But don’t worry. Getting into a competition isn’t always dangerous. I promise. For instance, there are still a couple of days left for you to enter the Blackjack Blog Scavenger Hunt competition! What’s in it for you? Possibly one of three signed copies of Past Tense, my newest Joel Williams novel, which is coming out on 1 November. Wanna be a part of it? It’s easy! The instructions are right here. C’mon, play along!

 
 
 

*NOTE: The title of this post is a line from Billy Joel’s Easy Money.

 

16 Comments

Filed under Agatha Christie, Arthur Conan Doyle, Håkan Nesser, Hugh Pentecost

16 responses to “Talk Me Into Losing Just as Long as I Can Win*

  1. Great post, Margot! 🙂

  2. Can’t think of any examples today, but anyway you’ve included my favourite – The Red-Headed League. I love when they start pulling at poor old Jabez’s hair to make sure it’s not a wig! This has never happened to me at a job interview, I’m pleased to say… 😉

    • 😆 Nor me, FictionFan! And I’m a natural ginger. It is really great, isn’t it, how they do their best to see whether Jabez Wilson is a fake. It makes for a nice, funny touch.

  3. Enjoyed the post, Margot. I can’t think of any examples right off. But it does remind me that we humans do like the allure of easy money like playing the lottery. Seems there’s a mystery sleuth who won a huge lottery jackpot in a Mary Higgins Clark or her daughter’s books.

    • You’re right, Mason. People really do like the idea of striking it rich. There’s just something about the possibility of that sudden windfall… Thanks for mentioning Mary Higgins Clark, too. She wrote some great suspense stories, and while I don’t remember that particular story, it wouldn’t surprise me…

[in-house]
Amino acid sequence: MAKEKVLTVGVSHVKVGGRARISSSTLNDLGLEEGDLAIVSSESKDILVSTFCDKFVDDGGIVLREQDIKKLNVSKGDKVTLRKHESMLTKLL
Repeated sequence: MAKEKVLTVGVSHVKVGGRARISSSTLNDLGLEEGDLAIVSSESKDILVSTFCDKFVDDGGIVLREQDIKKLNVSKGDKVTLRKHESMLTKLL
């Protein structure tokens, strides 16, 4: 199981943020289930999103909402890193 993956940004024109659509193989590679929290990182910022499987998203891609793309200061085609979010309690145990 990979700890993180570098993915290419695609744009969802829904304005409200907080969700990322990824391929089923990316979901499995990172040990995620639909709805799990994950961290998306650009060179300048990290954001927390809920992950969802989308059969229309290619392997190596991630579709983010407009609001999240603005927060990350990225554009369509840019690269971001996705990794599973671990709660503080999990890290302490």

4. It always seems as if bad things happen when you win lotteries in crime fiction! It would be better to be unlucky. 🙂 “Death in the Air” was particularly fun and I thought Christie did a nice job making Jane interesting and sympathetic.

    • I thought she did, too, Elizabeth. And you’re right. It just seems as though you’re better off – at least in fiction – not winning anything than winning. 🙂

  5. Col

    I can’t play WII sports with my daughter as we end up falling out and not speaking for a week!
    I tried to complete the 21 blogs – but bottomed out at 17! 😦

  6. Tim

    Margot, your mention of Doyle’s story reminds me of an anniversary: today marks the anniversary of the first book collection of Holmes stories, The Adventures of Sherlock Holmes. With your posting and the anniversary as catalysts, I’m launching myself into a return to 221B Baker Street; postings/reviews will appear at my blog in coming days and weeks. I’ve too long been separated from crime, detective, and mystery fiction; but I’m getting back to basics. Thanks for the catalyst!

  7. Excellent examples as always, Margot. Contest? I must have missed that somehow. I’m off to join in the fun!

  8. There’s a Ruth Rendell standalone where someone wins on the football pools (a great British institution) and no good comes of it – especially as he tries to cheat someone who has a moral claim on a share.

    • Oh, that’s a great example, Moira, of what I had in mind with these books! Thank you for filling in the gap. It really shows what can happen when you get into a football pool. Folks, Moira’s right: check out Rendell’s The Lake of Darkness.